By Joel Snyder
Apple's alliance with IBM has borne new fruit: Two network servers based on the PowerPC chip and running IBM's AIX operating system. Yes, you heard it right: Apple is now selling two Unix servers, the Network Server 500 and 700, that run IBM software. I had a chance to work with a beta version of the Network Server 700 for a few weeks and was thoroughly impressed. The idea of Unix with its impenetrable syntax may make Macintosh managers cringe, but Network Servers are almost as easy to configure and manage as a Macintosh.
Taking the First Bite Network Server 700 is designed from the ground up as a high-performance and high-reliability server (the Network Server 500, its slower little brother, is almost identical, with a slower system clock and fewer reliability features). Our system started with a 150-MHz PowerPC 604, 1 MB of cache, 48 MB of memory and two 4-GB Fast/Wide SCSI disks. Apple provides the AppleTalk protocol stack along with "try-before-you-buy" versions of Apple Filing Protocol (AFP) servers from IPT and Helios, the leading Unix AFP server vendors. I managed to get the Network Server up and running as an AFP server in about two hours. Most of that time was spent waiting for the CD-ROM to spin.
Network Server 700 is also designed for speed. Attached to the CPU are dual PCI buses, each running at full width and speed. One PCI bus is used for on-board controllers: two Fast/ Wide SCSI bus controllers, one standard SCSI-I controller, a 10-Mbps Ethernet adapter and a video adapter. The other bus is available for additional options such as RAID and Ethernet. By building in two Fast/Wide SCSI controllers, the Network Server 700 architects let you know what the box is designed to do: Move disk data as fast as possible. Do the math yourself and you'll see. Two SCSI channels, each 16 bits wide at 10 Mbps means a maximum possible throughput of 40 Mbps. That's four times the speed of Ethernet, so the Network Server 700 gives you six additional PCI slots for 10-Mbps or 100-Mbps Ethernet adapters, as well as additional SCSI controllers.
Anyone can pull hardware together and make it go fast. Apple has gone one step further to provide reliability and expandability. Disks, tapes and CDs are mounted into small drawers that you can install or replace in seconds. The CPU can be swapped out in about a minute. There are two redundant load-sharing power supplies, either of which can be replaced without shutting down the system. Even the fans can be changed without opening the case or shutting off the system.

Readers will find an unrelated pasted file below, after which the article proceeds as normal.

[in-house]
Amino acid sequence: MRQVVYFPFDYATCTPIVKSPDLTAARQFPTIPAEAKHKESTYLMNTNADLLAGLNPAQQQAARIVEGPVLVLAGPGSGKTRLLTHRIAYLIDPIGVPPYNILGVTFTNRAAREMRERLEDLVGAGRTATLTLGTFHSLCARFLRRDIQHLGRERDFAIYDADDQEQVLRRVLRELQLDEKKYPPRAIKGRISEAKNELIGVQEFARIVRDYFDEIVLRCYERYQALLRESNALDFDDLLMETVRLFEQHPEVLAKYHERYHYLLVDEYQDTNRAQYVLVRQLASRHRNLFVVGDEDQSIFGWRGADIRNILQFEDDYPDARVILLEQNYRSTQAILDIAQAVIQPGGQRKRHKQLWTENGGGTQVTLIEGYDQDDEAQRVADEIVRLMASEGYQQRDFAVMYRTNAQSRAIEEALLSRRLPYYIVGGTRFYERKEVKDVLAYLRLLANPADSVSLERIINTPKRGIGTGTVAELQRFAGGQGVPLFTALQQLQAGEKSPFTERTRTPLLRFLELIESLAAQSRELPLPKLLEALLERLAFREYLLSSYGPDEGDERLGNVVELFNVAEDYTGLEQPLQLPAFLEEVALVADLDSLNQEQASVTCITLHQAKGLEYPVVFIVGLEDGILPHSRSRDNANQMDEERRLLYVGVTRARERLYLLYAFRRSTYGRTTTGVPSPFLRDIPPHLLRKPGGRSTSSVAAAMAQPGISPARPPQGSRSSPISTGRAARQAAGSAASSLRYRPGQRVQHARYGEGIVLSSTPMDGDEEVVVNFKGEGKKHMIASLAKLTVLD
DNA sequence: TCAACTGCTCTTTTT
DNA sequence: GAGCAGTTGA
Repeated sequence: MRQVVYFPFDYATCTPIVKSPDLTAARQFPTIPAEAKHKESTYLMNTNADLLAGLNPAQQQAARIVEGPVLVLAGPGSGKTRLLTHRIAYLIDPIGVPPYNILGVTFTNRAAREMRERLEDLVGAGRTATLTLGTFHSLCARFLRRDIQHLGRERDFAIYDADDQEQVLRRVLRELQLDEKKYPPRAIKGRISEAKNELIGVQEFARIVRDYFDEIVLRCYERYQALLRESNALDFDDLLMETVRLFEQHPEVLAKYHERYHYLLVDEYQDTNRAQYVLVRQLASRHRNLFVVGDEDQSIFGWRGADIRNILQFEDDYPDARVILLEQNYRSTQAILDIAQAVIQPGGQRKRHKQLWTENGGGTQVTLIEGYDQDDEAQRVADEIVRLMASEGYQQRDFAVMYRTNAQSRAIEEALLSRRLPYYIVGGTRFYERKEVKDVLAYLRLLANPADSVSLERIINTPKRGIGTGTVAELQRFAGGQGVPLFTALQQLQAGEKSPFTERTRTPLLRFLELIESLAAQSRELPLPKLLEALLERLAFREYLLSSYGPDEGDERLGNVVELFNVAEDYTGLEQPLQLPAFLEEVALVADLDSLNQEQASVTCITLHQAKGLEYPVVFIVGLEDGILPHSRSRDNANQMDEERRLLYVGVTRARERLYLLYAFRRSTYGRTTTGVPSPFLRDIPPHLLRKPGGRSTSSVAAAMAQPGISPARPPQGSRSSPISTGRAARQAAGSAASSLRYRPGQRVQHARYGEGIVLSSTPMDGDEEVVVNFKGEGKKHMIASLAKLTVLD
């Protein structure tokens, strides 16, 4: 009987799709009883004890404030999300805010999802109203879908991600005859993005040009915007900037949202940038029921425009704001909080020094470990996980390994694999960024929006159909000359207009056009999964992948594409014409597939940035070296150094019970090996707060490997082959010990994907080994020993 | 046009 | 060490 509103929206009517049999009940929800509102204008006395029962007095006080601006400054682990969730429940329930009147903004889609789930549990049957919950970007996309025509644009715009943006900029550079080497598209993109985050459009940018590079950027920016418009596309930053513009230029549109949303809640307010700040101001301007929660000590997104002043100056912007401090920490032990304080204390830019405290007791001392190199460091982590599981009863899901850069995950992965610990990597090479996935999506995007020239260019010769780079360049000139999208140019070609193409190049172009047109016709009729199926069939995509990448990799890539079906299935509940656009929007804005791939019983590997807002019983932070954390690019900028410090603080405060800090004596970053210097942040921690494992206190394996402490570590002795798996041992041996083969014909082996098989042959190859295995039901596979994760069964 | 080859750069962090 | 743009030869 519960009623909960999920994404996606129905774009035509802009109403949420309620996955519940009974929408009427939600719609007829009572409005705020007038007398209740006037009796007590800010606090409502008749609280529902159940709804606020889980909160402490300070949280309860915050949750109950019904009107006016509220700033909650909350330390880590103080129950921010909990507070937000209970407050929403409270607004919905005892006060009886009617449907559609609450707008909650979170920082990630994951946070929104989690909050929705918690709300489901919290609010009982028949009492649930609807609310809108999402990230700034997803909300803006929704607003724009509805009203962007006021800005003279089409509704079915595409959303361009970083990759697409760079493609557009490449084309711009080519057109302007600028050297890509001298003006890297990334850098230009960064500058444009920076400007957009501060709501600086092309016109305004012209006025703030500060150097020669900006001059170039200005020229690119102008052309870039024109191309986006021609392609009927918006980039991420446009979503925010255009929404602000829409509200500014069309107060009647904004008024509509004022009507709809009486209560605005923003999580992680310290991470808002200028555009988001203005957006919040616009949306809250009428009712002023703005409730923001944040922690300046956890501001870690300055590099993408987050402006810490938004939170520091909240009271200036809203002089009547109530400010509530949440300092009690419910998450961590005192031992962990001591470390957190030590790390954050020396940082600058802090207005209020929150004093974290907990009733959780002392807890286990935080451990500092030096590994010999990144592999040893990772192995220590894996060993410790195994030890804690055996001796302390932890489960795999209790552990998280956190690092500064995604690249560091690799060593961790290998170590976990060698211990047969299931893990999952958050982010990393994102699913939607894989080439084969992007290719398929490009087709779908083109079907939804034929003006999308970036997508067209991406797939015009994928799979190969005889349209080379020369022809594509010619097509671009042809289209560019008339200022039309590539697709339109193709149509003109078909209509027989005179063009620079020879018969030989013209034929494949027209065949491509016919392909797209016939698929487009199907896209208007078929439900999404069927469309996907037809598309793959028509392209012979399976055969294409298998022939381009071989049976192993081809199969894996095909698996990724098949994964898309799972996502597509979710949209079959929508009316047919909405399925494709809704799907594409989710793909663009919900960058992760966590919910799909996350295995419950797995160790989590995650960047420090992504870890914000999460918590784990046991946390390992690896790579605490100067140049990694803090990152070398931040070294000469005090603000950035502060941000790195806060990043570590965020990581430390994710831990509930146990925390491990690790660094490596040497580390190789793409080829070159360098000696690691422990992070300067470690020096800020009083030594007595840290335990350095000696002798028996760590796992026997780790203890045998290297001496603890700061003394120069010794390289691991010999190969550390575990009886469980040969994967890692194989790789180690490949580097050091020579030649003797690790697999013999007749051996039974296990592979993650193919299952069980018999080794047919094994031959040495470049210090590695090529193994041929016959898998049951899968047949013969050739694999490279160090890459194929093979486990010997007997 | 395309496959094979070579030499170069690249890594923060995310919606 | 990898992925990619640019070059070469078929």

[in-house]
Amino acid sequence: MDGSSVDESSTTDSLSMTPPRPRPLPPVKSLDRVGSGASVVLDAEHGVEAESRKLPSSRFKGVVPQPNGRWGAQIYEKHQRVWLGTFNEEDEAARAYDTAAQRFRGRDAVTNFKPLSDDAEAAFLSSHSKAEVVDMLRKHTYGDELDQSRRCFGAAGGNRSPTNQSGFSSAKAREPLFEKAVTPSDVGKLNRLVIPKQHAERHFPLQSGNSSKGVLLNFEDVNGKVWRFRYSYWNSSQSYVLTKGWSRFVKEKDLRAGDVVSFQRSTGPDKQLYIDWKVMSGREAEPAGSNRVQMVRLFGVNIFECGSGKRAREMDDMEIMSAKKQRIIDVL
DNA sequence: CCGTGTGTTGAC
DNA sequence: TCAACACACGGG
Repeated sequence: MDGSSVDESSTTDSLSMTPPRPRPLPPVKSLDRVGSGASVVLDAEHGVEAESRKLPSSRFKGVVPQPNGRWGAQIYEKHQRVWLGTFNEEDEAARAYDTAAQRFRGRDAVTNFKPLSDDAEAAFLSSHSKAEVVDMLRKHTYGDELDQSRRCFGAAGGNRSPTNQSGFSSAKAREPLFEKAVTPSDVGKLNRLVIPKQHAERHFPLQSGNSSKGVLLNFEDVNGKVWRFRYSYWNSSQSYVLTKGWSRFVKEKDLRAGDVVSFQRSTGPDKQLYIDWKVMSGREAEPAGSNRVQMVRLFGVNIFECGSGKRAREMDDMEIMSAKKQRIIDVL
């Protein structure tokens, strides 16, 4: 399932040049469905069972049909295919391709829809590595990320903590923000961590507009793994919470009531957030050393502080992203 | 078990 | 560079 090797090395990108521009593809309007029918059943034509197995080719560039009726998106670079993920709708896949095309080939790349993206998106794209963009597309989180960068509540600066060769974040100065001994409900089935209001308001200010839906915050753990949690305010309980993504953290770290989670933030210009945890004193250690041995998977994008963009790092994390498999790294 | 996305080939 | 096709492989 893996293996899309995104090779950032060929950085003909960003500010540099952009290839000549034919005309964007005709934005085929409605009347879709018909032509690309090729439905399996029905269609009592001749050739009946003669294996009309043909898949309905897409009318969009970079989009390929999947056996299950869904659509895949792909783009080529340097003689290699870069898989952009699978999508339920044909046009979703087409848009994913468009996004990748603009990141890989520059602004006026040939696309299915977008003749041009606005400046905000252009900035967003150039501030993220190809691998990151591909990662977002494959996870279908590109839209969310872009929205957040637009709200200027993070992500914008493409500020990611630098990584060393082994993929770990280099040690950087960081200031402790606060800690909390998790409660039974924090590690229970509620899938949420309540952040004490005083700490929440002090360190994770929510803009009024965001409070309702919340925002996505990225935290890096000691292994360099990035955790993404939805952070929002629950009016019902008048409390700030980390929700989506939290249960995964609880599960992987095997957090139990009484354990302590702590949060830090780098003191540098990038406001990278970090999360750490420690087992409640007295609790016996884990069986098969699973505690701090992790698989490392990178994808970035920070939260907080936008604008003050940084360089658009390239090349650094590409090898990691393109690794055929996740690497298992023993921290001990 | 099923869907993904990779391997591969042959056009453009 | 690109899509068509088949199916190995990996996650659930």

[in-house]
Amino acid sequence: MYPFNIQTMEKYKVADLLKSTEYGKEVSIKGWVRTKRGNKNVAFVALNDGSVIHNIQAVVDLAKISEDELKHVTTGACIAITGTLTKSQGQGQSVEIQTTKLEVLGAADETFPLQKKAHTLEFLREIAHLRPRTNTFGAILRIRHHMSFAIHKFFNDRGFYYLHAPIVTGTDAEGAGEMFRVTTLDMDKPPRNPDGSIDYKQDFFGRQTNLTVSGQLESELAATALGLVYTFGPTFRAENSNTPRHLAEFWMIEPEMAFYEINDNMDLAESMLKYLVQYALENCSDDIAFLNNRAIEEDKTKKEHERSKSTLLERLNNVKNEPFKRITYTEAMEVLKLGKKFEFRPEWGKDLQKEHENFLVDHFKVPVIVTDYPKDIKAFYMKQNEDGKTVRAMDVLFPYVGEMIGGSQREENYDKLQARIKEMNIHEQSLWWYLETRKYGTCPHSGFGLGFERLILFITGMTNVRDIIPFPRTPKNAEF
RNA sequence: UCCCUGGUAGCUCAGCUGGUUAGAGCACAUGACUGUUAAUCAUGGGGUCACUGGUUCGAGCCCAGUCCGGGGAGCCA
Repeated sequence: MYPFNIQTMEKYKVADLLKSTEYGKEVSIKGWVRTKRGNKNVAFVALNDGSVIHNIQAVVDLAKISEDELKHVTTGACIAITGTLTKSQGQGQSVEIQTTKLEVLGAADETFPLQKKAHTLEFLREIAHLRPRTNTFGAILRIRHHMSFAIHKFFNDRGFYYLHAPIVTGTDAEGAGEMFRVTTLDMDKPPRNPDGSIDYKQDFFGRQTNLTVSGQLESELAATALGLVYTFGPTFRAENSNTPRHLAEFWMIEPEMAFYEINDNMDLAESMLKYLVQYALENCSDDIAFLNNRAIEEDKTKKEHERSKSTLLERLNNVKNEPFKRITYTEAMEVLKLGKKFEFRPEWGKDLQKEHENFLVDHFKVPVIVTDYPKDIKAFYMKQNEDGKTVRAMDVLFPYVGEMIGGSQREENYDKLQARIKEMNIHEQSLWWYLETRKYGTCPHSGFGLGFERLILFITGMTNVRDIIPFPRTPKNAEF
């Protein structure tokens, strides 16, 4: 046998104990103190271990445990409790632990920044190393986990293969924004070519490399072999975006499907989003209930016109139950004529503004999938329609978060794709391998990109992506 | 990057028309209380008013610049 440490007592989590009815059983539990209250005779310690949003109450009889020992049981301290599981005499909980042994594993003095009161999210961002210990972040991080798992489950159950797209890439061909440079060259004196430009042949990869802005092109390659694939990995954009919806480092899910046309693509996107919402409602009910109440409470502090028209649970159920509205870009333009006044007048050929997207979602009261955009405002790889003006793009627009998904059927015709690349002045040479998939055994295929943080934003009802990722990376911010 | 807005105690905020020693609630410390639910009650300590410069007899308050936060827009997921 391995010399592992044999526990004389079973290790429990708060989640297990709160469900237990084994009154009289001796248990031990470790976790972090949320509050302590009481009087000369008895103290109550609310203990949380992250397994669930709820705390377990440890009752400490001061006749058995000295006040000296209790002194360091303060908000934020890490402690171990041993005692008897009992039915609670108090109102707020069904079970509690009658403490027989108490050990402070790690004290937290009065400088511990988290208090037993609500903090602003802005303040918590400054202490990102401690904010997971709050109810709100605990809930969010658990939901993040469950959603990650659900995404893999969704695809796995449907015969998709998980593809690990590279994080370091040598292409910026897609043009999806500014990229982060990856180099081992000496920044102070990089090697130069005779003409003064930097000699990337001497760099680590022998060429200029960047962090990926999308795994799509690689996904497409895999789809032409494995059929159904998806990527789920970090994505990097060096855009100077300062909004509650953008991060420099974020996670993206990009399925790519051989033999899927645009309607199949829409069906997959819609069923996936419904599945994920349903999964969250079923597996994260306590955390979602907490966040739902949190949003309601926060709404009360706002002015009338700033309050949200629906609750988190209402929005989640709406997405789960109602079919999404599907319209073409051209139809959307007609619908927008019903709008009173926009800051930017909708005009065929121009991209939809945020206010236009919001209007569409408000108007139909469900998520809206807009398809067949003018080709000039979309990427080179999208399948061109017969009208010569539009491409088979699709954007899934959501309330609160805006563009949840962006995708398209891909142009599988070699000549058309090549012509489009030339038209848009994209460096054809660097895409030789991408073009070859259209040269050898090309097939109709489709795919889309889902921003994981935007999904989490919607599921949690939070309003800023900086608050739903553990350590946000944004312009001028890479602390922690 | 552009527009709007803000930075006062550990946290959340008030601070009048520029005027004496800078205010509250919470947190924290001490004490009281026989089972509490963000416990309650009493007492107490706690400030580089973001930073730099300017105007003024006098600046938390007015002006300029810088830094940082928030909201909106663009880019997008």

The Network Server 700 has room for eight drives, six of which can be swapped in seconds, letting you put 32 GB of very fast and very reliable storage on your network without breaking a sweat or running a single external cable. This capability is especially nice because cables are one of the least reliable parts of any computing system. A powerful diagnostic and hardware utility program runs in the absence of an operating system. Even if you're running Network Server with redundant disks and swapping them out with the power still on, restoring a backup tape (the Network Server that I tested had a 4mm DAT installed) is still an unpleasant task when necessary. The usual Unix incantations to restore a dead disk drive are probably worth practicing by Mac-oriented managers before a crisis hits.
Sweet Fruit Off the Vine All of these capabilities would be wasted on the Macintosh world if Mac managers had to become Unix gurus to make the Network Server work. Fortunately, AIX is about as manageable as Unix will ever get. Its SMIT GUI management interface is easy to navigate and operate, even though most managers won't need to use SMIT after the first day. The GUI-based management tools run on Macintosh workstations to handle complicated storage management tasks, user administration and the AFP file server. The Legato NetWorker is included and I ran the backup and restore application.
Network Servers are not just network appliances designed to push AFP files out the door as fast as possible. They're real AIX Unix systems with full binary compatibility with IBM's servers. Most anything that runs on AIX will also run on a Network Server, including databases such as Oracle and Sybase. Apple is pushing its Macintosh-based systems as Internet servers, but Network Servers seem like perfect corporate Internet servers: very fast, lots of disk, high reliability, expandable and easy to repair. What more could a Web master ask for?
Pricing may be competitive with IBM's PowerPC/AIX systems, but it's going to look pricey to buyers of Sun and Intel products. Network Server is aimed at production publishing houses-a traditionally strong market for Apple. These are organizations that need lots of fast disk storage that never goes down. Sound familiar? Give Apple a call.
Joel Snyder (firstname.lastname@example.org) is a senior partner at Opus One, in Tucson, Ariz. He spends most of his time helping people build large information-sharing and e-mail systems.
Copyright ® 1996 CMP Publications, Inc.